Grassroots organizations lead the way
By Eric Stark
Over the years, burning carbon has become
an entrenched part of the way we conduct
our lives—part of our culture, so to speak.
But as now face the consequences of
this mindset, a shift is emerging, mainly
through the initiatives of individuals and
grassroots organizations. Large corporations
(concerned solely with maximizing financial
returns) conduct the bulk of our economic
affairs, shielding investors from personal
involvement and responsibility. So it’s not
surprising that community concerns and
environmental outcomes fail to top their
agendas. But are there options for average
citizens who wish to stand up for their
communities, both locally and globally, and
who are disconnected from massive pools of
One alternative is the cooperative model, which is based on seven guiding principles:
• Voluntary and open membership
• Democratic member control
• Member economic participation
• Autonomy and independence
• Education, training, and information
• Cooperation among cooperatives
• Concern for community
In 1998, a group of citizens in Toronto formed a renewable energy cooperative called Toronto Renewable Energy Cooperative (TREC), and together with Toronto Hydro, helped erect Ontario’s first urban wind turbine at the CNE grounds. The turbine began generating electricity in 2003, supplying the needs of about 100 homes with carbonfree, nuclear-free energy. Since then it has served as an example of what can be achieved if we set our minds to it. After this success, TREC had hoped to install a 20 MW wind project known as Lakewind near Kincardine. This was projected to generate enough electricity to power about 13,000 homes. However, more than six years of effort to move the project forward appear to have been in vain, as the Ontario Power Authority has not granted it a Feed-in Tariff contract, claiming that allowing it access to the grid would currently be too costly. And the terms of the Ontario government’s latest version of the FIT program aren’t likely to allow it the opportunity to proceed in the future either.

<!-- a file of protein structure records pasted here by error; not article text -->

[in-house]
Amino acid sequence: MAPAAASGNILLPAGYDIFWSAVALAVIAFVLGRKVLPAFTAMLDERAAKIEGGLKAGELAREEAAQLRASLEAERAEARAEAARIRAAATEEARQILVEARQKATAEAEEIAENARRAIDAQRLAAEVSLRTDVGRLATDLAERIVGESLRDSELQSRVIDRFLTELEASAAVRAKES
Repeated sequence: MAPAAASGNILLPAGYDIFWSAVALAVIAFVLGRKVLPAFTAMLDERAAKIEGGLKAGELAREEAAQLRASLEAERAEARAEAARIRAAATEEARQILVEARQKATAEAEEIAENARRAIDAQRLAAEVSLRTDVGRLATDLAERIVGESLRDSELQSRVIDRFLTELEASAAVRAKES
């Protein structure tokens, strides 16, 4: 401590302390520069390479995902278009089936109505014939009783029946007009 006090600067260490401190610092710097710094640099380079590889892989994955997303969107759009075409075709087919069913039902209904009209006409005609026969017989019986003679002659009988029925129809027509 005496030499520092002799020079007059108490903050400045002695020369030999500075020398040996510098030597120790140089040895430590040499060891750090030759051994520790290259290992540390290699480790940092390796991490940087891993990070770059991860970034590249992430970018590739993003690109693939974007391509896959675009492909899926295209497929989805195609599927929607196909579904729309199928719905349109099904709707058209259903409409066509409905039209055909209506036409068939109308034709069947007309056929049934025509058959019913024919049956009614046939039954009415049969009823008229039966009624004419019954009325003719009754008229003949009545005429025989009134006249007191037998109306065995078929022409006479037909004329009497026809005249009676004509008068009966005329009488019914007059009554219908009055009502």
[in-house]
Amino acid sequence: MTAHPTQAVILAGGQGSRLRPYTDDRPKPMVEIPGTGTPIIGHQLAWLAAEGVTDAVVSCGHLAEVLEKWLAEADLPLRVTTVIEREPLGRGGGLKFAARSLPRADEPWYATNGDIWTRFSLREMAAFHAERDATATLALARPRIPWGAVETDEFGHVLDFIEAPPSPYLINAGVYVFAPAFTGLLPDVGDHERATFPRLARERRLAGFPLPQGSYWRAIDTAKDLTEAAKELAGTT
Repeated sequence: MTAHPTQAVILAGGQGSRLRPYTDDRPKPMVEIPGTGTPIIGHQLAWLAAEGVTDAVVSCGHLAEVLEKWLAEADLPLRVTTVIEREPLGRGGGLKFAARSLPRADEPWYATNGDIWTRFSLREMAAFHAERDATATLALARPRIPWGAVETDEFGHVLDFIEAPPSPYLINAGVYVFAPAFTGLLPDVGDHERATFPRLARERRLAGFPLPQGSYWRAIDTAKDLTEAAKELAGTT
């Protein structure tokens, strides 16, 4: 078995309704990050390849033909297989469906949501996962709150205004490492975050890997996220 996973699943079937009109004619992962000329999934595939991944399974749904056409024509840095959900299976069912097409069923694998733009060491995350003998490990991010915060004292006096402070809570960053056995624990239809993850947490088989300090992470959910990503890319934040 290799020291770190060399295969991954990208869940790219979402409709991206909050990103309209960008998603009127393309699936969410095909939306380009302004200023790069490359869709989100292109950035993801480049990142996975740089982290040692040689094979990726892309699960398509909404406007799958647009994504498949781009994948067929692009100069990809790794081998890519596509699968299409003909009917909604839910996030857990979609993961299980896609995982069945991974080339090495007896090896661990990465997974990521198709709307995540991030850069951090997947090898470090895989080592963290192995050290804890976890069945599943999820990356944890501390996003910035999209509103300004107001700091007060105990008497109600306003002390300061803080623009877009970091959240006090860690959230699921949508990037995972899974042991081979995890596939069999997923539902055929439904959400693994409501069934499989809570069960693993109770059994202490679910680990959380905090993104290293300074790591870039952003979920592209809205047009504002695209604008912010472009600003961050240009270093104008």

TREC’s solar division, SolarShare has had better fortune. Founded in 2010, it has grown to more than 500 community members. It currently has 19 solar projects with over 750 KW of installed power generation capacity. This summer it was awarded FIT contract offers on 13 new rooftop solar projects in Ontario, which will make it Canada’s largest solar power cooperative. SolarShare gives everyone in Ontario the opportunity to invest in community-based solar power projects in the province. It currently costs $40 to become a SolarShare member, which allows you to invest in its bonds, which range in value between $1000 and $100,000, and yield 5 per cent interest.
Education is an important aspect of TREC as well—its education division is a registered charity that provides fun and creative programs involving renewable energy and conservation for schools and community events. Every year since 2008, it has organized the Kids’ World of Energy Festival, giving opportunities to students and the general public to participate in a variety of activities and hands-on workshops. TREC Education, along with sponsorship from the Bluffs Advocate, has been instrumental in offering a summer camp program in eco-leadership for children 9 to 13 years of age in our community.